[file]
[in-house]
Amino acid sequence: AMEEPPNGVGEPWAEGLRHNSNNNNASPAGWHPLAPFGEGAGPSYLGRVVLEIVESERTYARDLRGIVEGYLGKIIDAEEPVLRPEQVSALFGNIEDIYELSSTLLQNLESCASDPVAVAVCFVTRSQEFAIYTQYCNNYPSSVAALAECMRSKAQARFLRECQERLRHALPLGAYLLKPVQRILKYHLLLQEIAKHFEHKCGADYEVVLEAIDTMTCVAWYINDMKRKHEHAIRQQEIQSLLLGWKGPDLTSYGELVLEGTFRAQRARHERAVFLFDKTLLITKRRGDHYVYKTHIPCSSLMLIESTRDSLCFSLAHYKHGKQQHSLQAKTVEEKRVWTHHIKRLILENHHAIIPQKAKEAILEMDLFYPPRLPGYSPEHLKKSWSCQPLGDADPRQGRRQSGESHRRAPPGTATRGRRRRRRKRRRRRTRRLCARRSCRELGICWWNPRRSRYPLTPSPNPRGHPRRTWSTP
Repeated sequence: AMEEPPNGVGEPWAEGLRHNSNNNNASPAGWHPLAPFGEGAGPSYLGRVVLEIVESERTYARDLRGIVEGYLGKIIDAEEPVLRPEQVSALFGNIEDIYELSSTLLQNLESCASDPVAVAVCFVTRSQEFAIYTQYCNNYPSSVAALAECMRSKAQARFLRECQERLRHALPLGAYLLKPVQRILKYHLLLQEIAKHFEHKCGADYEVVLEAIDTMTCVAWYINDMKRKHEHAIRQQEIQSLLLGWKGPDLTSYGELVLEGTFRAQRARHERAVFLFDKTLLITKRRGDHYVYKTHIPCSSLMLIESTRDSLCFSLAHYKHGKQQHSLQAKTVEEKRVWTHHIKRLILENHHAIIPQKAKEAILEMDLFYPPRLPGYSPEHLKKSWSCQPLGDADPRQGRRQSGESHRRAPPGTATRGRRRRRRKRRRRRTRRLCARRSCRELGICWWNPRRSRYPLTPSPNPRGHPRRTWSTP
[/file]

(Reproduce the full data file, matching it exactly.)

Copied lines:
[in-house]
Amino acid sequence: AMEEPPNGVGEPWAEGLRHNSNNNNASPAGWHPLAPFGEGAGPSYLGRVVLEIVESERTYARDLRGIVEGYLGKIIDAEEPVLRPEQVSALFGNIEDIYELSSTLLQNLESCASDPVAVAVCFVTRSQEFAIYTQYCNNYPSSVAALAECMRSKAQARFLRECQERLRHALPLGAYLLKPVQRILKYHLLLQEIAKHFEHKCGADYEVVLEAIDTMTCVAWYINDMKRKHEHAIRQQEIQSLLLGWKGPDLTSYGELVLEGTFRAQRARHERAVFLFDKTLLITKRRGDHYVYKTHIPCSSLMLIESTRDSLCFSLAHYKHGKQQHSLQAKTVEEKRVWTHHIKRLILENHHAIIPQKAKEAILEMDLFYPPRLPGYSPEHLKKSWSCQPLGDADPRQGRRQSGESHRRAPPGTATRGRRRRRRKRRRRRTRRLCARRSCRELGICWWNPRRSRYPLTPSPNPRGHPRRTWSTP
Repeated sequence: AMEEPPNGVGEPWAEGLRHNSNNNNASPAGWHPLAPFGEGAGPSYLGRVVLEIVESERTYARDLRGIVEGYLGKIIDAEEPVLRPEQVSALFGNIEDIYELSSTLLQNLESCASDPVAVAVCFVTRSQEFAIYTQYCNNYPSSVAALAECMRSKAQARFLRECQERLRHALPLGAYLLKPVQRILKYHLLLQEIAKHFEHKCGADYEVVLEAIDTMTCVAWYINDMKRKHEHAIRQQEIQSLLLGWKGPDLTSYGELVLEGTFRAQRARHERAVFLFDKTLLITKRRGDHYVYKTHIPCSSLMLIESTRDSLCFSLAHYKHGKQQHSLQAKTVEEKRVWTHHIKRLILENHHAIIPQKAKEAILEMDLFYPPRLPGYSPEHLKKSWSCQPLGDADPRQGRRQSGESHRRAPPGTATRGRRRRRRKRRRRRTRRLCARRSCRELGICWWNPRRSRYPLTPSPNPRGHPRRTWSTP